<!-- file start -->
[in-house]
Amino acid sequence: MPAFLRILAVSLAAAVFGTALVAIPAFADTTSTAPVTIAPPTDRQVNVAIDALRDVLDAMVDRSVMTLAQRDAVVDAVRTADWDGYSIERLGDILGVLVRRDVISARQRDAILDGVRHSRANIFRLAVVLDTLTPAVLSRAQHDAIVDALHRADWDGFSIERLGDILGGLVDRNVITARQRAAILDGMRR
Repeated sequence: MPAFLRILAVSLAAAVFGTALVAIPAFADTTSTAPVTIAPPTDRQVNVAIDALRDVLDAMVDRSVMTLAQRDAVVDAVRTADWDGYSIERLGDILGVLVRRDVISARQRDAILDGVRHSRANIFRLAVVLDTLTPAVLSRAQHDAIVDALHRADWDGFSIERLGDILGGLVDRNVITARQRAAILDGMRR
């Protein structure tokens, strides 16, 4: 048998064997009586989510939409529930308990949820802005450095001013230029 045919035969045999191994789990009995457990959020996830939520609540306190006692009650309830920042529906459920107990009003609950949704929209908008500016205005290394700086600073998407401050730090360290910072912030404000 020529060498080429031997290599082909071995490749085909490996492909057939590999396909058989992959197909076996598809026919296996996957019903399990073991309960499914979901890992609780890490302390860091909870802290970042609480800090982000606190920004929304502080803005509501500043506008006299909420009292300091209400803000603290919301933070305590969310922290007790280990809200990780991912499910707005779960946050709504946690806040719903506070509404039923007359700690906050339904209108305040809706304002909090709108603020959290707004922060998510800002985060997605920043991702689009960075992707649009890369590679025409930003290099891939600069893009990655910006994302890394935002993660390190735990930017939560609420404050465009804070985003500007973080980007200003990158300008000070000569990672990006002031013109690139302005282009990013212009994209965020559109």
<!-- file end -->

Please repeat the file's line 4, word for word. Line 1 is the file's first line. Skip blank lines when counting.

């Protein structure tokens, strides 16, 4: 048998064997009586989510939409529930308990949820802005450095001013230029 045919035969045999191994789990009995457990959020996830939520609540306190006692009650309830920042529906459920107990009003609950949704929209908008500016205005290394700086600073998407401050730090360290910072912030404000 020529060498080429031997290599082909071995490749085909490996492909057939590999396909058989992959197909076996598809026919296996996957019903399990073991309960499914979901890992609780890490302390860091909870802290970042609480800090982000606190920004929304502080803005509501500043506008006299909420009292300091209400803000603290919301933070305590969310922290007790280990809200990780991912499910707005779960946050709504946690806040719903506070509404039923007359700690906050339904209108305040809706304002909090709108603020959290707004922060998510800002985060997605920043991702689009960075992707649009890369590679025409930003290099891939600069893009990655910006994302890394935002993660390190735990930017939560609420404050465009804070985003500007973080980007200003990158300008000070000569990672990006002031013109690139302005282009990013212009994209965020559109």